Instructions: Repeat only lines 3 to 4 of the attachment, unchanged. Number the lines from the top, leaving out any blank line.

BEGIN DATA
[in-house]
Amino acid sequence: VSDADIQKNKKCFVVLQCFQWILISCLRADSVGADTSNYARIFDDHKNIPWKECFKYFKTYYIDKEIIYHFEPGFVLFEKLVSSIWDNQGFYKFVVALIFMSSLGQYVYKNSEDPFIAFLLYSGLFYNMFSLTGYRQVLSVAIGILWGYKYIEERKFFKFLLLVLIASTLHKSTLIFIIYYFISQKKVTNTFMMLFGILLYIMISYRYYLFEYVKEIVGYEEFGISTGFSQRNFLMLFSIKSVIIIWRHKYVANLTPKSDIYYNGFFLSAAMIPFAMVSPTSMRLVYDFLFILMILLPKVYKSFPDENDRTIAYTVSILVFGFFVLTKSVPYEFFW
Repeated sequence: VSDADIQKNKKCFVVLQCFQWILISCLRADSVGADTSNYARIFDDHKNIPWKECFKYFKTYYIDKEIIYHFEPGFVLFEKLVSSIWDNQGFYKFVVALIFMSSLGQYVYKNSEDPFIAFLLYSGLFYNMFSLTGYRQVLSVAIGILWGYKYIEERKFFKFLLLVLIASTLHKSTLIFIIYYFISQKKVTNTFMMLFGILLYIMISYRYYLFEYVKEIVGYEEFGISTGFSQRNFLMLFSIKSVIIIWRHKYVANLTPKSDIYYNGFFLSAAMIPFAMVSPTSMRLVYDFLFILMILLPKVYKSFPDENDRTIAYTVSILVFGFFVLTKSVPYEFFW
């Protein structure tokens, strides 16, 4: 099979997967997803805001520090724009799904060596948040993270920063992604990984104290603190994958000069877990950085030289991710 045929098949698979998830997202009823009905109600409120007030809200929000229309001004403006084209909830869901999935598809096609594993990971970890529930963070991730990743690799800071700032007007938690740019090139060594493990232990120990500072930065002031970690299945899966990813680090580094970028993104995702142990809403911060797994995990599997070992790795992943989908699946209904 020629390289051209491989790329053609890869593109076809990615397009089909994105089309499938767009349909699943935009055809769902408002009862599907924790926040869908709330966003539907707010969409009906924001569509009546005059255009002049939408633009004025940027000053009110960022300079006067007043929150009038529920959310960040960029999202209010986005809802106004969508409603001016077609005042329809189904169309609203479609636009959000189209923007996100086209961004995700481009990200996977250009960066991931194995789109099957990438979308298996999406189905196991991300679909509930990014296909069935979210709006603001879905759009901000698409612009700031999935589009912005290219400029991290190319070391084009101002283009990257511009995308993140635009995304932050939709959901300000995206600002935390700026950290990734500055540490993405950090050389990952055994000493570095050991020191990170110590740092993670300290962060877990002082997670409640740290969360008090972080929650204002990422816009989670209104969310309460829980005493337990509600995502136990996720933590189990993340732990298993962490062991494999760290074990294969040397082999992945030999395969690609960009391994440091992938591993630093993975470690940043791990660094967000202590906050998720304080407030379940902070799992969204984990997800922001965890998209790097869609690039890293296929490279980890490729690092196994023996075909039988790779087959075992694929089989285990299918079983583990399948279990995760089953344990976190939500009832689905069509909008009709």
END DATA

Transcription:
Repeated sequence: VSDADIQKNKKCFVVLQCFQWILISCLRADSVGADTSNYARIFDDHKNIPWKECFKYFKTYYIDKEIIYHFEPGFVLFEKLVSSIWDNQGFYKFVVALIFMSSLGQYVYKNSEDPFIAFLLYSGLFYNMFSLTGYRQVLSVAIGILWGYKYIEERKFFKFLLLVLIASTLHKSTLIFIIYYFISQKKVTNTFMMLFGILLYIMISYRYYLFEYVKEIVGYEEFGISTGFSQRNFLMLFSIKSVIIIWRHKYVANLTPKSDIYYNGFFLSAAMIPFAMVSPTSMRLVYDFLFILMILLPKVYKSFPDENDRTIAYTVSILVFGFFVLTKSVPYEFFW
């Protein structure tokens, strides 16, 4: 099979997967997803805001520090724009799904060596948040993270920063992604990984104290603190994958000069877990950085030289991710 045929098949698979998830997202009823009905109600409120007030809200929000229309001004403006084209909830869901999935598809096609594993990971970890529930963070991730990743690799800071700032007007938690740019090139060594493990232990120990500072930065002031970690299945899966990813680090580094970028993104995702142990809403911060797994995990599997070992790795992943989908699946209904 020629390289051209491989790329053609890869593109076809990615397009089909994105089309499938767009349909699943935009055809769902408002009862599907924790926040869908709330966003539907707010969409009906924001569509009546005059255009002049939408633009004025940027000053009110960022300079006067007043929150009038529920959310960040960029999202209010986005809802106004969508409603001016077609005042329809189904169309609203479609636009959000189209923007996100086209961004995700481009990200996977250009960066991931194995789109099957990438979308298996999406189905196991991300679909509930990014296909069935979210709006603001879905759009901000698409612009700031999935589009912005290219400029991290190319070391084009101002283009990257511009995308993140635009995304932050939709959901300000995206600002935390700026950290990734500055540490993405950090050389990952055994000493570095050991020191990170110590740092993670300290962060877990002082997670409640740290969360008090972080929650204002990422816009989670209104969310309460829980005493337990509600995502136990996720933590189990993340732990298993962490062991494999760290074990294969040397082999992945030999395969690609960009391994440091992938591993630093993975470690940043791990660094967000202590906050998720304080407030379940902070799992969204984990997800922001965890998209790097869609690039890293296929490279980890490729690092196994023996075909039988790779087959075992694929089989285990299918079983583990399948279990995760089953344990976190939500009832689905069509909008009709």